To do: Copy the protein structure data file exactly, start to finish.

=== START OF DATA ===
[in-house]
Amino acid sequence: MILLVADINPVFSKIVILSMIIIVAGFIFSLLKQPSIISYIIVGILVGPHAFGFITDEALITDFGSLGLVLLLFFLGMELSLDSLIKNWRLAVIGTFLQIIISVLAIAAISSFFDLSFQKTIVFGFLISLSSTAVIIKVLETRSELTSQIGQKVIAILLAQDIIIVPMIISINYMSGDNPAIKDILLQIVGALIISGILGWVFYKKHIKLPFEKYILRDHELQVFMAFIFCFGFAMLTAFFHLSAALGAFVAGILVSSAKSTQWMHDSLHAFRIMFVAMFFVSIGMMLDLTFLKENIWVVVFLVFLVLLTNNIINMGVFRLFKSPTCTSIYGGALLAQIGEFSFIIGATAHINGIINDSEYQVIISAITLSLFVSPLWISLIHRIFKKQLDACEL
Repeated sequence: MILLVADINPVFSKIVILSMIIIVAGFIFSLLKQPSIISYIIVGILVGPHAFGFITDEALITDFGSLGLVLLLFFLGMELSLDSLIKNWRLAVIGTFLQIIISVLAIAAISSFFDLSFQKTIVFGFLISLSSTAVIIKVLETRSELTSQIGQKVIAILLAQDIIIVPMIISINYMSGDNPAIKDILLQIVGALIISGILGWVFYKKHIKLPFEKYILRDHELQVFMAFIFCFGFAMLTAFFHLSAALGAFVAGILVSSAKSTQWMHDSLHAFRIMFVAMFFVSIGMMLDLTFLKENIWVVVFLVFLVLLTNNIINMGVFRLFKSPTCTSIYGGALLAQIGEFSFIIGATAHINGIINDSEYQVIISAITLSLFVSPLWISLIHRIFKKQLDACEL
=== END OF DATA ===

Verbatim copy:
[in-house]
Amino acid sequence: MILLVADINPVFSKIVILSMIIIVAGFIFSLLKQPSIISYIIVGILVGPHAFGFITDEALITDFGSLGLVLLLFFLGMELSLDSLIKNWRLAVIGTFLQIIISVLAIAAISSFFDLSFQKTIVFGFLISLSSTAVIIKVLETRSELTSQIGQKVIAILLAQDIIIVPMIISINYMSGDNPAIKDILLQIVGALIISGILGWVFYKKHIKLPFEKYILRDHELQVFMAFIFCFGFAMLTAFFHLSAALGAFVAGILVSSAKSTQWMHDSLHAFRIMFVAMFFVSIGMMLDLTFLKENIWVVVFLVFLVLLTNNIINMGVFRLFKSPTCTSIYGGALLAQIGEFSFIIGATAHINGIINDSEYQVIISAITLSLFVSPLWISLIHRIFKKQLDACEL
Repeated sequence: MILLVADINPVFSKIVILSMIIIVAGFIFSLLKQPSIISYIIVGILVGPHAFGFITDEALITDFGSLGLVLLLFFLGMELSLDSLIKNWRLAVIGTFLQIIISVLAIAAISSFFDLSFQKTIVFGFLISLSSTAVIIKVLETRSELTSQIGQKVIAILLAQDIIIVPMIISINYMSGDNPAIKDILLQIVGALIISGILGWVFYKKHIKLPFEKYILRDHELQVFMAFIFCFGFAMLTAFFHLSAALGAFVAGILVSSAKSTQWMHDSLHAFRIMFVAMFFVSIGMMLDLTFLKENIWVVVFLVFLVLLTNNIINMGVFRLFKSPTCTSIYGGALLAQIGEFSFIIGATAHINGIINDSEYQVIISAITLSLFVSPLWISLIHRIFKKQLDACEL